The Long and Winding Road to Federal Recognition
By Dorothy Alther, CILS Executive Director
The federal government defines a “tribe” as “a designated group with whom the federal government has established some kind of political relationship or recognition.” Federal recognition entitles tribes to federal benefits, services, provides governmental immunity from unconsented lawsuits, to establish and be governed by their own laws, and to come within federal statutes that protect tribal resources. How and why countless tribes in California are “unrecognized” is beyond the scope of this paper but is a topic for a later date.
There are two paths to federal recognition: filing a petition with the Office of Federal Acknowledgement (OFA) or seeking congressional recognition through legislation, both paths are time-consuming and expensive.
The OFA is housed within the Bureau of Indian Affairs and the petitioning process and recognition criteria is set forth under federal regulations found at 25 C.F.R. Part 83, recently amended in 2015. There are seven criteria that an unrecognized tribe must meet to have a successful petition:
Criterion 83.11(a)- Identifications of Indian entity from 1900 to present: the petitioner must be identified as an “Indian entity” by external sources as it existed contemporary the time of the identifications and should be no more than 10 years. This means the petitioner must find an outside source that identifies the tribe as a “tribe” or a distinct group beginning in 1900 through 2020.
Criterion 83.11(b) – Distinct Community: documentation of the group’s social and cultural events and activities from 1900 to the present.
Criterion 83.11 (c)- Political Influence or Authority: evidence that reflects the petitioner’s political events and activities from 1900 to the present.
Criterion 83.11(d)- Governing documents: Constitution and tribal laws that address enrollment, elections, or other internal matters.
Criterion 83.11 (e)-Descent of current members from historical Indian tribe: this criteria requires a complete genealogy to establish the earliest members of the tribe and that all current members descend from these ancestors.
Criterion 83.11 (f) – Membership is composed principally of persons who are not members of any other federally recognized Indian tribe.
Criterion 83.11 (g) – No congressional legislation that prohibits or terminated the federal relationship.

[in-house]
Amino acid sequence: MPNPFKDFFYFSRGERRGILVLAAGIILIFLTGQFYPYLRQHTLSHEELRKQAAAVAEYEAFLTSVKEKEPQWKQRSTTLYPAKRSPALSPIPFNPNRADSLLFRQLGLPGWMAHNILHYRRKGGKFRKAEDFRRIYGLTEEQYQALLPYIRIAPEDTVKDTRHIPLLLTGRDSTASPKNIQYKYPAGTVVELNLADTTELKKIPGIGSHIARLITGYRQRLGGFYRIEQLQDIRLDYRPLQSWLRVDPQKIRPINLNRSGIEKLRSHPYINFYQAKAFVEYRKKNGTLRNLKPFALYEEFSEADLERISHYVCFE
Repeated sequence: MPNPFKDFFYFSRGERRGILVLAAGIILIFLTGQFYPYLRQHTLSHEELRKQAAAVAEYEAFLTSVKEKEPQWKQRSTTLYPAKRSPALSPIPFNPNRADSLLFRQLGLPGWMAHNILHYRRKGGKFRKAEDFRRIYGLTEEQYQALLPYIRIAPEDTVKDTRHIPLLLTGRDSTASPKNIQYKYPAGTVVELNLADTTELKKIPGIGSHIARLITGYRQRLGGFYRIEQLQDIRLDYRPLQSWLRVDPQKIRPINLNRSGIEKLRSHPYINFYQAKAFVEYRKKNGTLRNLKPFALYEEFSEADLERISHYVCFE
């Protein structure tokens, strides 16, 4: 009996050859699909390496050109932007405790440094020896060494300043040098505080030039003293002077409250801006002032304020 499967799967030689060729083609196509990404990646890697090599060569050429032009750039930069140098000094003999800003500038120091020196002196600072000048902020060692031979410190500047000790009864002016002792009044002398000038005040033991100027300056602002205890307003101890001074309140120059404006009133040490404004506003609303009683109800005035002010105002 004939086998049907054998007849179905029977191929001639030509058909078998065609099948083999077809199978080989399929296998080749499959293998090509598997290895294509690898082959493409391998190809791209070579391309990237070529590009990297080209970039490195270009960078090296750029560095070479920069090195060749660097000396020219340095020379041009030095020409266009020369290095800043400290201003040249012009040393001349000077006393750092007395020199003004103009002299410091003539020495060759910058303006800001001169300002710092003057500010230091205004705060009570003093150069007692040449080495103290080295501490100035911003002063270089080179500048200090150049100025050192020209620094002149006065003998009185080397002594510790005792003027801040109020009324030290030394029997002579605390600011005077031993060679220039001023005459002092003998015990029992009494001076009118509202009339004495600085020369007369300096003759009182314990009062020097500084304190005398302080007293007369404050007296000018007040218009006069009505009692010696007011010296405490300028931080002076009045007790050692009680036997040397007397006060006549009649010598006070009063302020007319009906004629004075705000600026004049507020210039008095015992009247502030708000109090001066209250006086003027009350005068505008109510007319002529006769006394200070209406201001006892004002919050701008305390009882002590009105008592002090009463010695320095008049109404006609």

As you can see meeting this criterion requires in-depth research of historical, anthropological, ethnological, and genealogical work dating back to 1900 and for every decade to current times. In compiling this documentation tribes rely on dedicated tribal members and professional volunteers such as university professors and graduate students. Also challenging is when tribes are faced with “gaps” in their history and no documentation can be found. Remember there were periods in California history of extermination of Native people and the destruction of tribes. California tribes and their members during these periods clearly would not have wanted to be “externally identified” or their cultural practices documented and may have been prevented from exercising “political influence” over their members. As a result, a tribe might have difficulty meeting the OFA criterion.
Even once a petition is completed, it can take the OFA years to review and verify the tribe’s documentation. Most tribal petitions are massive since all facts within the petition must be supported by sources verifying the facts. The 2015 regulatory changes to Part 83 attempts to streamline the review process to make the decision-making process more efficient and expeditious. Time will tell.
Given the cumbersome OFA process, some tribes have turned to Congress for legislative recognition. Even with this alternative route, tribes are often still required to demonstrate their historical existence and that they continue today as organized functioning governments. Because legislative recognition is a political process it is critical that there be no strong opposition to the tribe’s recognition. A congressional representative may shy away from sponsoring or supporting a bill if there is opposition from the county or other tribes back home.
Because most unrecognized tribes have no financial resources they cannot hire a lobbyist to usher their recognition bill through the halls of Congress (House and Senate) and lack the political clout needed to open doors to key politicians. However, strong letter-writing campaigns and perseverance can and does work. Finding friendly congressional representatives to commit to seeing the recognition bill through is the key to success.